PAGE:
Notion for iPad (v. 1.2)

As I mentioned yesterday, Notion released an update to the app, which now allows for lyrics AND voice parts.  This is very important to me, as I am a choral music educator.  When I spoke at NCACDA just over a week ago, I mentioned that Notion would be adding lyrics–I had no idea how quickly that update would be coming at the time.

For the record, there are two “real” music notation apps for the iPad.  To this point, neither MakeMusic (Finale) nor Avid (Sibelius) have entered the iOS market with a music notation app, although Avid sells Avid Scorch for the iPad, a Sibelius Reader, and MakeMusic has announced an upcoming Finale Reader for the iPad.  Symphony Pro has been on the market since January 2011, and has had quite a few updates since the introduction.  Each version adds greater complexity, but the program has been a bit buggy as well.  With over 50 million iPads on the market, there is certainly room for both Symphony Pro and Notion.

While I was at the MMEA convention at a resource fair (representing the area of music education technology), I decided to try to put one of the sample scores I received at a reading session into the notation apps that were on my iPad.  Sadly, I wasn’t even able to create a file with the necessary voices (Symphony Pro does not have a standard “voice” instrument in the available instruments, so I chose violin, violin, violin, and piano), but each time I tried to add the piano, the app crashed (I let the developers know, they are aware of the issue and are working on an emergency update).  As such, I started putting the song into Notion, although I didn’t have a lot of time to finish the document.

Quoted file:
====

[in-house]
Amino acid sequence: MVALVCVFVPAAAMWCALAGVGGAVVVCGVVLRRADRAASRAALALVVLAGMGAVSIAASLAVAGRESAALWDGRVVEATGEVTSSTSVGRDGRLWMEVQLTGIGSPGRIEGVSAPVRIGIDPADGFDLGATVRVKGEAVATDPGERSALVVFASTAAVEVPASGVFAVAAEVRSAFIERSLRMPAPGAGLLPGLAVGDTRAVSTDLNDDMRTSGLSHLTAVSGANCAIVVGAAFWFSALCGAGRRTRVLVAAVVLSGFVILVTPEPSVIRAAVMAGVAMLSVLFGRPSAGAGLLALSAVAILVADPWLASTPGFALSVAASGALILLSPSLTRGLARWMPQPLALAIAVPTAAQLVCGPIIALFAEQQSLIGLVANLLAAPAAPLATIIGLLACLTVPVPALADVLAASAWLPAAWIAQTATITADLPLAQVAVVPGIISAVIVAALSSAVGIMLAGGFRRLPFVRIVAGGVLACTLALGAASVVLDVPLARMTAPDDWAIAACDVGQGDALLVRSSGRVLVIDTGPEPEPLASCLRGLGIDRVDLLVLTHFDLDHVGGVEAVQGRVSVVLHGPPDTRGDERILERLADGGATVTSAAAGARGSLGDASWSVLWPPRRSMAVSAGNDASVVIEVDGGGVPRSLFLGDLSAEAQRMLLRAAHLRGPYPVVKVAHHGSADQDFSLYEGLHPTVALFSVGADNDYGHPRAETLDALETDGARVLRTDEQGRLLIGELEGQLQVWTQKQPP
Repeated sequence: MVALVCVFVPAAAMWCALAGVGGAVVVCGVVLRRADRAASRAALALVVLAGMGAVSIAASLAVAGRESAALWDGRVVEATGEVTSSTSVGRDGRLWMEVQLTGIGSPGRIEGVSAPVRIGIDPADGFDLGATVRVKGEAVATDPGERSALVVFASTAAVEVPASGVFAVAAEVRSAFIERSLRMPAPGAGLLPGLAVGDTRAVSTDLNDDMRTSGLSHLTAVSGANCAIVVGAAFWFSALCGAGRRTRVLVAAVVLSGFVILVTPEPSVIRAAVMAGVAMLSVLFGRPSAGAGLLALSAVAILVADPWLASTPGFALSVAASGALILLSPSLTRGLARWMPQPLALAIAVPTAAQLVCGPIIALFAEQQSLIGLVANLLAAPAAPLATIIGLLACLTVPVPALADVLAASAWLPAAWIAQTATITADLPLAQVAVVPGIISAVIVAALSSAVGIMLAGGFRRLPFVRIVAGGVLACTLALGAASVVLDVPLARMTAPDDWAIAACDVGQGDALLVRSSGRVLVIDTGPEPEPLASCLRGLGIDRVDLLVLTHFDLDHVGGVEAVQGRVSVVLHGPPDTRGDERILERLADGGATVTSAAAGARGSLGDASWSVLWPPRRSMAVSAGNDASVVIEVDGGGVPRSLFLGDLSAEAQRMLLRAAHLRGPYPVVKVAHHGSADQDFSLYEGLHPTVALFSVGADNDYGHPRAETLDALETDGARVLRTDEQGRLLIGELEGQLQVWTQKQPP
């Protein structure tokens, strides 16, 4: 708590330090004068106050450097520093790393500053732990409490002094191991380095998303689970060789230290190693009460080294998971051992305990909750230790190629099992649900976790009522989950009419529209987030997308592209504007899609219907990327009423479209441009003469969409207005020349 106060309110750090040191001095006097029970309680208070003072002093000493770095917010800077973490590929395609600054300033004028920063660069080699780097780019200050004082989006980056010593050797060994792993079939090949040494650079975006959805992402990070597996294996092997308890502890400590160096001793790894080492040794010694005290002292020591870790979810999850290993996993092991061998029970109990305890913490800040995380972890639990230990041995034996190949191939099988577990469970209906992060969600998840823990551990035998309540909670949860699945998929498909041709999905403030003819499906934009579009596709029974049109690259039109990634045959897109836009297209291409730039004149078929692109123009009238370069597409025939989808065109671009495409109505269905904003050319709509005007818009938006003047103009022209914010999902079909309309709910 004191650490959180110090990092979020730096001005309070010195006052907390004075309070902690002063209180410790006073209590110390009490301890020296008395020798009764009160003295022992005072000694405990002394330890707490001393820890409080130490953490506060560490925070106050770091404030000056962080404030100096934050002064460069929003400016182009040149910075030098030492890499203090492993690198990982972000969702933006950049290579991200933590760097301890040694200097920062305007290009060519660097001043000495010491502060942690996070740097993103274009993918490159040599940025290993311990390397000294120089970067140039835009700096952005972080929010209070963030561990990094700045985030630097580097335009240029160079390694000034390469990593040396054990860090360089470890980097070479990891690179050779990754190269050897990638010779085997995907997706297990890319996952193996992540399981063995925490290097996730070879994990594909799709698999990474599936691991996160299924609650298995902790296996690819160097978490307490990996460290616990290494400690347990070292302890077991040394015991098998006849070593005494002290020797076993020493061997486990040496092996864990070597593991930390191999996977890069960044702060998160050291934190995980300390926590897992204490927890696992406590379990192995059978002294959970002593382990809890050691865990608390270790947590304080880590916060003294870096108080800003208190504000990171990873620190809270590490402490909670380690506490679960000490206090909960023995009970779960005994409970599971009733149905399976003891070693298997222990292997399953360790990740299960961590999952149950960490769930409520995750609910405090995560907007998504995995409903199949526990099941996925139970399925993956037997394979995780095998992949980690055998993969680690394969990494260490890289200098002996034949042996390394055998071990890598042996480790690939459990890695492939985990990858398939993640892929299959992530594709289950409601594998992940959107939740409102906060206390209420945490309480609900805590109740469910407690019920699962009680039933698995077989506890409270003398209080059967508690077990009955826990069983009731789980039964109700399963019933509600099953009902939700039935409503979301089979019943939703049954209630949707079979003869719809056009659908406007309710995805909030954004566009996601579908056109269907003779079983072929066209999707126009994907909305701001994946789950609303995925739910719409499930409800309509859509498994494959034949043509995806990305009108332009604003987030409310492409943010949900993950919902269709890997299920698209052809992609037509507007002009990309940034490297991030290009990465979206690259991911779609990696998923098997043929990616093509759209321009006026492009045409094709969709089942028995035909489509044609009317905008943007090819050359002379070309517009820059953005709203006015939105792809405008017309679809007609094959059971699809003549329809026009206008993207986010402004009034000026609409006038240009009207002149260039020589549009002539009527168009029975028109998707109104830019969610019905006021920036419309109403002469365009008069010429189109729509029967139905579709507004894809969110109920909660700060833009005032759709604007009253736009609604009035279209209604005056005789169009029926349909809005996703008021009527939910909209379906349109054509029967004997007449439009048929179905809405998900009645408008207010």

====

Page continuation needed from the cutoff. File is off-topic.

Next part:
With the addition of lyrics, I decided to finish that score in Notion for the iPad.  I’ve been working on the score off an on throughout the day.  For the record, I’m a bit of a Finale “pro,” and can work quite rapidly with Speedy Entry, either with the computer keyboard or an external keyboard.  Using Notion for the iPad did slow me down quite a bit, although I was already speeding up by the end of the experiment.

Here are some things that I noticed:

  1. When entering lyrics, you can advance to the next note by pressing the space bar (Symphony Pro, which has had lyrics for some time, has a “next” button, but does not advance with a space).  I add this because it took me a long time to figure out how to do this.  I was entering and exiting the text tool for every syllable…not fun.
  2. Notion has actual “instruments” for Voice, Soprano, Alto, Tenor, and Bass
  3. Notion continues to be locked down with two measures per staff system.  It also prints this way.  So if you write something on Notion, you will probably want to export it using the MusicXML export to another program…whether that program is Finale, Sibelius, or MuseScore
  4. There is no way to clone lyrics from system to system, so I found the best solution in homophonic passages was to copy music from one line to the others, and to use the “melody” entry mode to change the notes to the desired notes in the other parts.
  5. In the previous version of Notion, copy and paste did note work for me.  With the new version, copy and paste are working.